Working in Spain

After a very difficult economic period Spain has finally recovered to its pre-recession position, and although unemployment is still high, business is beginning to grow again. Graduate work may still be difficult to find so seeking personal recommendations and networking for contacts is extremely important.
Seeking personal recommendations and networking for contacts is extremely important.

The job market | Applying for jobs | Vacancy sources | Getting work experience | Visa information | Living in Spain

The job market

What are your chances of getting a job?

You will be competing in a large market of Spanish graduates and so will need to think about what you can do to make yourself more employable. Being fluent in Spanish will definitely be an advantage and you should concentrate your search on the sectors that are performing the best as these will offer more job opportunity and certainty. These include teaching English as a foreign language (TEFL), export businesses such as the automotive industry and some food and wine brands, various areas of IT, and the tourism and service sectors.

Where can you work?

  • Major industries: tourism; exports including automotive, electrical machinery, mineral fuels, clothing, fruits, pharmaceuticals; and the construction industry is picking up pace again.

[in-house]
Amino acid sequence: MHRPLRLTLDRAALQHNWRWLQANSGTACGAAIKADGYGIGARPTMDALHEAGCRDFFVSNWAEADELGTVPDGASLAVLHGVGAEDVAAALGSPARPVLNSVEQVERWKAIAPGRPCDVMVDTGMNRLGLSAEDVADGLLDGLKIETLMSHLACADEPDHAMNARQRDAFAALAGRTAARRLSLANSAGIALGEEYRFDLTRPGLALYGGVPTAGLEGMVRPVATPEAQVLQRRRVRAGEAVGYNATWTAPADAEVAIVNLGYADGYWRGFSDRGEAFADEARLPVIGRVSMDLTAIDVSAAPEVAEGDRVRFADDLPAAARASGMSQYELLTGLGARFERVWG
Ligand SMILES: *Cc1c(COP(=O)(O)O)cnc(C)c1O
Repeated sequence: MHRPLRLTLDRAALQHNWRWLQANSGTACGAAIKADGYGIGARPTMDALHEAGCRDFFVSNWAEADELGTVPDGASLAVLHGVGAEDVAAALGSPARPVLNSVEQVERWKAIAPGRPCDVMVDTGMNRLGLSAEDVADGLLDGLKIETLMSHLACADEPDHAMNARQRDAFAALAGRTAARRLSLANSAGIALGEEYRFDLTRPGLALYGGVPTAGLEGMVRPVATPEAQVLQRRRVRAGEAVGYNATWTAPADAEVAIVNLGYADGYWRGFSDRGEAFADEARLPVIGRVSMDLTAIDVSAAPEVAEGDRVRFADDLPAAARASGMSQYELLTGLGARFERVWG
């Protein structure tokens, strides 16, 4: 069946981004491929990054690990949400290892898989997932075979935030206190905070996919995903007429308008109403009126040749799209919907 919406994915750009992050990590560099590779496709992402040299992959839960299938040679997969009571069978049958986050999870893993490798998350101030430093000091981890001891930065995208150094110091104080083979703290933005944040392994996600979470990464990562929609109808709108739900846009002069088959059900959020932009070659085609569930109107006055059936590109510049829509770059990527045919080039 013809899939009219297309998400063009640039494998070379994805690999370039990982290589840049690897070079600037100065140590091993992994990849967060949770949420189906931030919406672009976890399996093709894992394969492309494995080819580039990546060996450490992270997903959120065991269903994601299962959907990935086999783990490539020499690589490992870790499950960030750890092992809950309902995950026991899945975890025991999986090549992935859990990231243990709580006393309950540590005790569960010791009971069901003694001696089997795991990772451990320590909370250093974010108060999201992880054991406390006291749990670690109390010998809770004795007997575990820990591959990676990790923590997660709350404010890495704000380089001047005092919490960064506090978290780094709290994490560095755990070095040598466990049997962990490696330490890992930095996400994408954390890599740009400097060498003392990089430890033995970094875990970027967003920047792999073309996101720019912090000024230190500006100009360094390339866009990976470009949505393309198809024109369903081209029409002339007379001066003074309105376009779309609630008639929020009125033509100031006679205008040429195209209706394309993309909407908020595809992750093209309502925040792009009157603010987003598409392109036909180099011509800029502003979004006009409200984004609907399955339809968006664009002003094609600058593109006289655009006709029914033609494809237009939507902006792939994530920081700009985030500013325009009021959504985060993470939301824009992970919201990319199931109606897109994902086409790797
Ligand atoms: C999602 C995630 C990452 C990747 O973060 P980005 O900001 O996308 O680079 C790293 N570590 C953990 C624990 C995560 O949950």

• Recent growth areas: IT and web development, computing, engineering, finance and consulting.
  • Shortage occupations: native language teachers, IT professionals and professionals in some other sectors. 
  • Major companies: Banco Santander (banking), Telefónica (telecommunications services), BBVA – Banco Bilbao Vizcaya (banking), Iberdrola (electric utilities), Gas Natural Fenosa (natural gas utilities), Inditex (apparel/footwear retailer), CaixaBank (regional banks), Mapfre (diversified insurance), Grupo ACS (construction services), Repsol YPF (oil and gas operations).

What’s it like working in Spain?

  • Average working hours: the working week can be a maximum of 40 hours. In general the working day must not exceed nine hours. 
  • Holidays: a minimum of 30 days per year. There are 14 public holidays each year.
  • Tax rates: if you live in Spain for 183 or more days in a tax year, you will have to declare your income for tax purposes. You will need to pay social security contributions as well as income tax. The rate of this varies depending on your income. For more information see Agencia Tributaria. Don't forget to check your UK tax and National Insurance position with HM Revenue & Customs (HMRC) to ensure that you are not losing any UK pension rights.